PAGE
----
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About Non-isolated DC-DC converter

wallpapers News 2021-04-29
The simplest non-isolated DC-DC converter is a series of series resistors, but since the voltage drop varies with the load current, the actual circuit uses transistors to lower the voltage, which is controlled by a feedback circuit to keep the voltage constant. This is a "linear" regulator, usually supplied in a three-pin TO-220 package. The problem is that the voltage can only be lowered, not increased, and the device itself consumes a lot of power, which is the difference between the input and output voltages multiplied by the load current.
The solution to this problem is a "switch mode" regulator, in which the transistor is fully turned on or off, and consumes very little power in both cases, passing a voltage pulse through the inductor and capacitor to the output. The pulse is then "smoothed" back to the DC, where the output voltage is controlled by varying the pulse width. Switch-mode regulators offer a significant increase in efficiency compared to linear circuits. A nice feature of the switch-mode regulator is that it can also be configured to raise the voltage, becoming a "boost" converter. When it is used only to reduce the voltage, it is a "buck" converter.
There are other types of regulators, such as "SEPIC" circuits that can produce negative output voltages (buck and boost) and "SEPIC" circuits that can produce outputs above or below the positive input voltage. This is useful in battery-powered applications, where the load voltage needs to be maintained constant when the battery is discharged.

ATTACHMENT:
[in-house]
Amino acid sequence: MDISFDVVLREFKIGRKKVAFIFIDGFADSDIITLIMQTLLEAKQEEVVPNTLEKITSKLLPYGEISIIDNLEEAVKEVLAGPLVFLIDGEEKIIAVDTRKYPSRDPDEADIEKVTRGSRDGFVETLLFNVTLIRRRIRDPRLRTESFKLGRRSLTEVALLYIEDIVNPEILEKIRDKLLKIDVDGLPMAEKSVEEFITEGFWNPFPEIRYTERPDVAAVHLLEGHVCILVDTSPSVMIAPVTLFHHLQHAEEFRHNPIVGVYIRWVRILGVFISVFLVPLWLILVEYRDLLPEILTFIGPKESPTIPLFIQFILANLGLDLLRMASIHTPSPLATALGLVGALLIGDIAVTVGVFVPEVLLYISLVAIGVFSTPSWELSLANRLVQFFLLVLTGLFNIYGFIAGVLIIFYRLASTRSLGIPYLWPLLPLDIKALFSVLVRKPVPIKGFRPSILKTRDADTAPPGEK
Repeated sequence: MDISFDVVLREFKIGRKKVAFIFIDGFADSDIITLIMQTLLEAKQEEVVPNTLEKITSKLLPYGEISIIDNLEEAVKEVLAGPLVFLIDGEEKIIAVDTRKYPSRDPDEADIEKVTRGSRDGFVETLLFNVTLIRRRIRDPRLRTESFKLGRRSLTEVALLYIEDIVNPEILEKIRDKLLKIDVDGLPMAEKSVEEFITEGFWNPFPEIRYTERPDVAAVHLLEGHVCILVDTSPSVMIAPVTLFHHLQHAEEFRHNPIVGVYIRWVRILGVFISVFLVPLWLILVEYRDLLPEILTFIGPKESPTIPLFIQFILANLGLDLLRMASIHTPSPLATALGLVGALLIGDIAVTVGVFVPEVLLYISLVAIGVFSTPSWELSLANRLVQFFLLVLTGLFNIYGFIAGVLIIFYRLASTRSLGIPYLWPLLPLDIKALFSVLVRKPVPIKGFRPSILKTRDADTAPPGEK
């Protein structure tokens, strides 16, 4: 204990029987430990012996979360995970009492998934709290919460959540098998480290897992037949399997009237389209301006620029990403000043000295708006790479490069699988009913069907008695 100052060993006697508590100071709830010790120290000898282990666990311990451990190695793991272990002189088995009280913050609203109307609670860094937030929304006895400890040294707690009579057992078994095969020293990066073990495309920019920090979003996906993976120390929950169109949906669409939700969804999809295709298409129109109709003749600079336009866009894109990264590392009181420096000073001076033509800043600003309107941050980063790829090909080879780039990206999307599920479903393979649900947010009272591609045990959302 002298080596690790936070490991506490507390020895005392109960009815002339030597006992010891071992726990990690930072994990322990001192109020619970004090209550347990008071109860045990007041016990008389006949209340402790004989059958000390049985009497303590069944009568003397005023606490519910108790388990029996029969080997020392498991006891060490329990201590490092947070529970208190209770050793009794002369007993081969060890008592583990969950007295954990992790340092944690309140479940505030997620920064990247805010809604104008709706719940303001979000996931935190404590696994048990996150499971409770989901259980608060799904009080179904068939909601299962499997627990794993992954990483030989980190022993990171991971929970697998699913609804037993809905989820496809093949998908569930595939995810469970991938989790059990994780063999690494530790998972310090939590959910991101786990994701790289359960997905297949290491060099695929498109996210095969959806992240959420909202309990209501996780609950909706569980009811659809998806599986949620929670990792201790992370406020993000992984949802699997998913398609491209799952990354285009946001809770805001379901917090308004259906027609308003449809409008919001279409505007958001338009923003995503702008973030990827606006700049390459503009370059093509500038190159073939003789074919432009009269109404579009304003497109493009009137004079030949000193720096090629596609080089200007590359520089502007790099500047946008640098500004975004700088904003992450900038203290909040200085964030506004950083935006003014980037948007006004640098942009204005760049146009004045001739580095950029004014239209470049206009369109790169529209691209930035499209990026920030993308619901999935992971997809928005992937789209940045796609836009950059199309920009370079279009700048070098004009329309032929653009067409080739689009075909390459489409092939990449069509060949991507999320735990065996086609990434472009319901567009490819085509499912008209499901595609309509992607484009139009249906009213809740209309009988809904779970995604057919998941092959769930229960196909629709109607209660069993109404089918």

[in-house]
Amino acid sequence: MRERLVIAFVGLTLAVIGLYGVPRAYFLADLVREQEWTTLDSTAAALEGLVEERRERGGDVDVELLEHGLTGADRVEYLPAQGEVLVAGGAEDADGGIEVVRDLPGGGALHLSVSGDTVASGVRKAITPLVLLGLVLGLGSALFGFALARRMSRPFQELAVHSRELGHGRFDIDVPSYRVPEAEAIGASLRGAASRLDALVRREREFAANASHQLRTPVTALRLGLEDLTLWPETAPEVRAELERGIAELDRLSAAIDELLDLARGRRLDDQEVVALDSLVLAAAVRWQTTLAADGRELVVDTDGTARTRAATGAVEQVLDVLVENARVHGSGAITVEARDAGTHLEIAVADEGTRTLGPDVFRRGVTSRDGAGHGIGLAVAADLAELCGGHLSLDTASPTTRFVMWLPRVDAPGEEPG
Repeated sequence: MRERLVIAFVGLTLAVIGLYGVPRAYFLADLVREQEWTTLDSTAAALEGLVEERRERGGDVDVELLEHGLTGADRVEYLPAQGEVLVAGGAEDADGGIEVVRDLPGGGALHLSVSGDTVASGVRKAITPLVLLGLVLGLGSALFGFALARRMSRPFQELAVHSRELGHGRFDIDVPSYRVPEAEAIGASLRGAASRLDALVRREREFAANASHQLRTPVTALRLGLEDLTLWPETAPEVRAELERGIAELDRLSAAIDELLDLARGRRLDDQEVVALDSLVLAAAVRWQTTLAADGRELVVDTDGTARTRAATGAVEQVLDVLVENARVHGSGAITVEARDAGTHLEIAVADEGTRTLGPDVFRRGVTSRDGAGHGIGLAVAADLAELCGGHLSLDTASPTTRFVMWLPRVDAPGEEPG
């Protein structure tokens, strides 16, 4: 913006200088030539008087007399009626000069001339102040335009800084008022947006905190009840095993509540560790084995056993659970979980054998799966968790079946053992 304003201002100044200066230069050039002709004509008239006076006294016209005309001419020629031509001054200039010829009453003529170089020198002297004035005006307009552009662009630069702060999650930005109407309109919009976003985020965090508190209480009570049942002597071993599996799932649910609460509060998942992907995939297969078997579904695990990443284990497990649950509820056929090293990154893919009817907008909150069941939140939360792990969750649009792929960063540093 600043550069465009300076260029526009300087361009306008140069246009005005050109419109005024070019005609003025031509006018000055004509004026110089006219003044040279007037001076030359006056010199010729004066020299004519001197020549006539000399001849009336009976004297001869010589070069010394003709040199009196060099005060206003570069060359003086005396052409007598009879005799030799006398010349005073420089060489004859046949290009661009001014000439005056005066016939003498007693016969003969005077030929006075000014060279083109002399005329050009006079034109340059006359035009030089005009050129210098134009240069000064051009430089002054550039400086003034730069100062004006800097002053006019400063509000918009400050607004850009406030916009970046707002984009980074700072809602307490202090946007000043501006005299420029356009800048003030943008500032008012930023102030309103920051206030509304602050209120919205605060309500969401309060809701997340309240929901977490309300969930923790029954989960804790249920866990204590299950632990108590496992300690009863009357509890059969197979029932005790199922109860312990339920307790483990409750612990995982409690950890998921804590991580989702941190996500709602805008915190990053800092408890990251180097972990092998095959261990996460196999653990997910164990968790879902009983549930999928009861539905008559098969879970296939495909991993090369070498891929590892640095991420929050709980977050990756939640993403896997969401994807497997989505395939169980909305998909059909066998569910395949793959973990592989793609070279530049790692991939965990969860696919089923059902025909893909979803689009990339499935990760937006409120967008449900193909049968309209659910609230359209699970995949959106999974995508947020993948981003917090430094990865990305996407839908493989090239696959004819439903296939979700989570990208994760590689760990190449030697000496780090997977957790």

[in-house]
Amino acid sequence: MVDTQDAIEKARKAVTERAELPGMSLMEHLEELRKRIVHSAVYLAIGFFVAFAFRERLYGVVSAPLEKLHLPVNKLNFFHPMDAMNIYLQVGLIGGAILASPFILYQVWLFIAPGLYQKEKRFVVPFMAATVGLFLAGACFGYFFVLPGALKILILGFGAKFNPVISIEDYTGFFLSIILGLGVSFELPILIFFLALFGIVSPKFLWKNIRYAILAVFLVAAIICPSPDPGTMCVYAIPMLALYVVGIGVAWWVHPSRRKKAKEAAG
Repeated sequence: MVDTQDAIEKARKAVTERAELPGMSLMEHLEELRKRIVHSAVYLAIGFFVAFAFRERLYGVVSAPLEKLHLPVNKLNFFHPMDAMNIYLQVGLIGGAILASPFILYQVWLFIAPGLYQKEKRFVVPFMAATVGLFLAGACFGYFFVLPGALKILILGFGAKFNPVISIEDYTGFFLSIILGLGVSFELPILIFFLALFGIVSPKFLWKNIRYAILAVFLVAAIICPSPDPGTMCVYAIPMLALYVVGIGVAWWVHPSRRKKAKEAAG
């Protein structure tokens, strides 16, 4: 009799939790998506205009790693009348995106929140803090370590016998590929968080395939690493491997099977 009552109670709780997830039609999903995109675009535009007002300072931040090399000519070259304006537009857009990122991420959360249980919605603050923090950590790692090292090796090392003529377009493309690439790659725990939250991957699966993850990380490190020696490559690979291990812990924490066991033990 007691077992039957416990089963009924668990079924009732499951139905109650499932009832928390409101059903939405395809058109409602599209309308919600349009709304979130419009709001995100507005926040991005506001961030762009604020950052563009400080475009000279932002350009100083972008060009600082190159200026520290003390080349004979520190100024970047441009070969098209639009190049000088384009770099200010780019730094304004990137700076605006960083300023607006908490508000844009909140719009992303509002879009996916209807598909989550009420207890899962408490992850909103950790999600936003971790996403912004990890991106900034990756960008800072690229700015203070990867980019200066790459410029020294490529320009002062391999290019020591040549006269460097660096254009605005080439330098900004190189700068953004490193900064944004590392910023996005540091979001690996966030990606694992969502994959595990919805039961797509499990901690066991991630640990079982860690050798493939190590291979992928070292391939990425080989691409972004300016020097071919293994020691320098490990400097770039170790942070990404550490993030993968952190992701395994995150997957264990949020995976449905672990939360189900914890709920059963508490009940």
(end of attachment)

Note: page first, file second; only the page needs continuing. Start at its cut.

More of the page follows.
In many circuits, achieving maximum efficiency with the smallest size is a key consideration in product development and is critical for DC-DC converters. Smaller sizes of inductors and capacitors can be used to increase the pulse frequency of a switch-mode converter. Another factor, however, is that the transistor dissipates some power at each switch edge, and the more edges (frequencies) it switches per second, the more power it dissipates. As a result, efficiency and size are often opposites. Magnetics have made few recent improvements in these areas, but the latest broadband gap semiconductor technologies such as silicon carbide (SiC) and gallium nitride (GaN) allow for lower losses at each switch edge, allowing for the use of higher frequency, smaller size magnetic elements. This technology enables non-isolated DC-DC converters to be more than 95% efficient, with output currents up to 100A or more.

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